**Note:  In times of frustration and lack of patience, I have poorly represented my intellect and character by using a wide range of logical fallacies to quickly end an argument or conversation. In a future article, I will discuss some of the most common logical fallacies used in the fitness industry to help individuals recognize if the premises used in conversation accurately support the conclusion. **

Q: It sounds like there is much more to consider than volume and intensity.  What are the resistance training variables that I should learn to apply and manipulate in my programming? 

In resistance training, it is common for a beginner to consider three variables in programming V.I.F. (volume, intensity, frequency).  In some textbooks, they use the ACSM (American College of Sports and Medicine) acronym F.I.T.T. (frequency, intensity, time, and type) to describe the basic resistance training variables.  The periodization and programming system that I created is structured to consider a minimum of ten resistance training variables (listed below).  The needs analysis and goals of the individual will dictate the order of importance for the resistance training variables.  

For example, If I am designing a hypertrophy program for an offseason bodybuilder, then I will have a different ranking for the application of variables compared to if I was designing a pre-season program for a baseball player. There is more to programming than implementing a specific set and rep scheme to satisfy the weekly volume requirements. I will list variables that I use in my client's programs, plus a few terms that individuals get confused concerning periodization and programming 

Training Variables:

1. Volume

(Total amount of work performed. Sets x Reps per Session, Sets x Reps per Week, Sets x Reps within a Specific Range, Sets x Reps x Load on Specific Exercises with Replicated Form, etc.)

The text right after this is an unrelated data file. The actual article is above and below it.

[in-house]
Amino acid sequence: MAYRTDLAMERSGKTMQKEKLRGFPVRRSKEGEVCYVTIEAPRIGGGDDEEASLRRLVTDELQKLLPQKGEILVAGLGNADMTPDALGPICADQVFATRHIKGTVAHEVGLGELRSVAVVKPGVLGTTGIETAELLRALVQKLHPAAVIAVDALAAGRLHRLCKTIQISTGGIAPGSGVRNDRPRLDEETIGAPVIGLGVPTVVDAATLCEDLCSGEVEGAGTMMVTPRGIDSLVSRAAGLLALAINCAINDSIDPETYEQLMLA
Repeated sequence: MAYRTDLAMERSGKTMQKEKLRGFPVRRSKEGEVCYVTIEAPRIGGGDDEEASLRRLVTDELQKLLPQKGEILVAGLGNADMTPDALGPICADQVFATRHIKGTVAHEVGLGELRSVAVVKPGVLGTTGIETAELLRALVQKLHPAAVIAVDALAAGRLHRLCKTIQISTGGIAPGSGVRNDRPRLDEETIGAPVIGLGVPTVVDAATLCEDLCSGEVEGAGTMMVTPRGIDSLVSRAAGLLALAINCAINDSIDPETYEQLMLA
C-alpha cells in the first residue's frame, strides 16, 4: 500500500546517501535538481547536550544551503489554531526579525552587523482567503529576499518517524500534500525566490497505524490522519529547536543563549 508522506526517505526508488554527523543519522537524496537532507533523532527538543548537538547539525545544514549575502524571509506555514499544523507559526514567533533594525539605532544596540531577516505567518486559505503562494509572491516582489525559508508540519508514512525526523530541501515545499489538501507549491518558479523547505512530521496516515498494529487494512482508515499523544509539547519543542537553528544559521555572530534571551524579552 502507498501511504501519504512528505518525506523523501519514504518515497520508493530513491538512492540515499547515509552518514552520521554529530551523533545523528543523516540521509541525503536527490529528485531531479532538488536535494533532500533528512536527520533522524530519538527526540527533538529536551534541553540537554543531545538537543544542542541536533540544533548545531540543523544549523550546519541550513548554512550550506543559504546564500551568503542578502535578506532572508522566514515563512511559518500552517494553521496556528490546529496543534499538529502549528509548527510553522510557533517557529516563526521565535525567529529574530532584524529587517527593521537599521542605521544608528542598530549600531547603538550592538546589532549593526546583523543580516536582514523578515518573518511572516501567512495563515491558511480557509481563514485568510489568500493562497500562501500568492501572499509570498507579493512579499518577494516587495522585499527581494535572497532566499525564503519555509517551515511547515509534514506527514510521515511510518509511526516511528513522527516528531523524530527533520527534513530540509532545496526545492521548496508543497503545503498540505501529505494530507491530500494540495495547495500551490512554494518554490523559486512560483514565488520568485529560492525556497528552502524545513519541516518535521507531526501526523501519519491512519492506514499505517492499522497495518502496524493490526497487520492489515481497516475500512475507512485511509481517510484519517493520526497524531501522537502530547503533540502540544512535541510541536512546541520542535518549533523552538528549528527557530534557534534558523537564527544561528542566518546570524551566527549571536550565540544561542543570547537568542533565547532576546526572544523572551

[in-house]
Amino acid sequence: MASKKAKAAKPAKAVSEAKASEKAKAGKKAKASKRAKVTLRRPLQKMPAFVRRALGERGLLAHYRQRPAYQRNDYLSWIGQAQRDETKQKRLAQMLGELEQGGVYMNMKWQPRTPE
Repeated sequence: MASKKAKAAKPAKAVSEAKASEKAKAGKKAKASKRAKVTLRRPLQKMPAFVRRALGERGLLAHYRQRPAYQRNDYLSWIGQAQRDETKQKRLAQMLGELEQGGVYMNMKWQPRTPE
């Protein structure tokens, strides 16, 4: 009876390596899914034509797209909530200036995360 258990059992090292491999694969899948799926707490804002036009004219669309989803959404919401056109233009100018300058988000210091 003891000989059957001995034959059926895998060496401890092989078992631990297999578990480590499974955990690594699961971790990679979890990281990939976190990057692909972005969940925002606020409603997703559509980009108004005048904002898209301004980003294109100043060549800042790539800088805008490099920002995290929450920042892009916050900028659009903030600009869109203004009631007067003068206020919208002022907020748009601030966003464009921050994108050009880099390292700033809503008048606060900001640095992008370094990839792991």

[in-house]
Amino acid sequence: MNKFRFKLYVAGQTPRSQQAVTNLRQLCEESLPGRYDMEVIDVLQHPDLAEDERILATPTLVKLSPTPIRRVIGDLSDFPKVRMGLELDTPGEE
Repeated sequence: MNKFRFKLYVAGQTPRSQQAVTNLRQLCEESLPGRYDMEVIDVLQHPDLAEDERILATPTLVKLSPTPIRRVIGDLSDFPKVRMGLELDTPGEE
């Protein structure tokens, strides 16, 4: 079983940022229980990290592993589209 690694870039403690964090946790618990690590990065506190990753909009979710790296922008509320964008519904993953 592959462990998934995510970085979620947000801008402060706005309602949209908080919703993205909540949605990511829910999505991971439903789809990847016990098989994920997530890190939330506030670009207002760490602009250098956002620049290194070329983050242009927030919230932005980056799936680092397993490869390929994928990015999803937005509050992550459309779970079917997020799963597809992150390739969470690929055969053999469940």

2. Effort or Relative Intensity

(Subjective Rating of Intensity of Effort.  RPE – Rate of Perceived Exertion, RIR – Reps in Reserve, RTF – Reps to Failure)

3. Intensity or Absolute Intensity

(Calculated using an actual single or multiple repetition max or calculated using a formula to estimate 1RM.)

4. Frequency

(Number of Training Sessions [Specific Muscle Group, Specific Muscle Action, Specific Movement Pattern, Specific Exercise, Specific Rep Range or Scheme, Specific Set Number, Specific Training Modality or Advanced Training Technique]  per Unit of Time. 

5. Exercise Choice

(Compound vs. Isolation) (Machine vs. Free Weight) (BB vs. DB vs. KB) (Bilateral vs. Unilateral)

6. Exercise Order

(Loading Shortened, Mid-Range, or Lengthened Stretch) (Activation Isolation Exercises First or Heavy Compound First) (Machine vs. Free Weight) (Power, Plyo, High-Velocity considerations)

7. Tempo

(Tempo has four parts. [Eccentric : Iso-Hold : Concentric : Iso-Hold]  Tempo is written as a series of four numbers.  [2:1:2:0] )

8. Rest Interval

(Rest Time Between Sets, Rest Time Between Exercises, and when using advanced training modalities such as “Rest-Pause”, “Myo-Reps”, “Drop Sets”, Rest Time Between Reps)

9. Type of Muscle Action

(Concentric and Eccentric <or> Concentric Only <or> Eccentric Only <or> Isometrics <or> Quasi-Isometrics <or> Various Combination of Concentric and/or Eccentric with Isometrics and/or Quasi-Isometrics)

10. Range of Motion

(Full Range of Motion, Partial Range of Motion, Modified Range of Motion) 

Periodization and Programming Terminology: 

(Listed Largest to Smallest)

Quadrennial Plan > Annual Plan > Macrocycle > Block > Mesocycle > Microcycle > Session > Exercise > Set > Rep

  • Quadrennial Plan = 4 Years
  • Annual Plan = 1 Year
  • Macrocycle = 1 to 4 Blocks
  • Block = 1 to 4 Mesocycles
  • Mesocycle = 3 to 12 Weeks
  • Microcycle = 1 Week of Training
  • Session = 1 Day (Can have multiple sessions per day)
  • Exercise = 2 to 10 Exercises per Session
  • Set = 1 to 10 Sets per Exercise
  • Rep = 3 to 30 Reps, up to 100 Reps per Set. (Specific Rep Ranges for Specific Adaptations)

The final step of this theoretical framework concerns the employment of systems thinking, feedback loops, spectrums of tolerance, and conceptual strategies to manipulate variables for minimal stimulus threshold, maximal threshold capacity, accumulation, adaptation, sustainability, and resilience.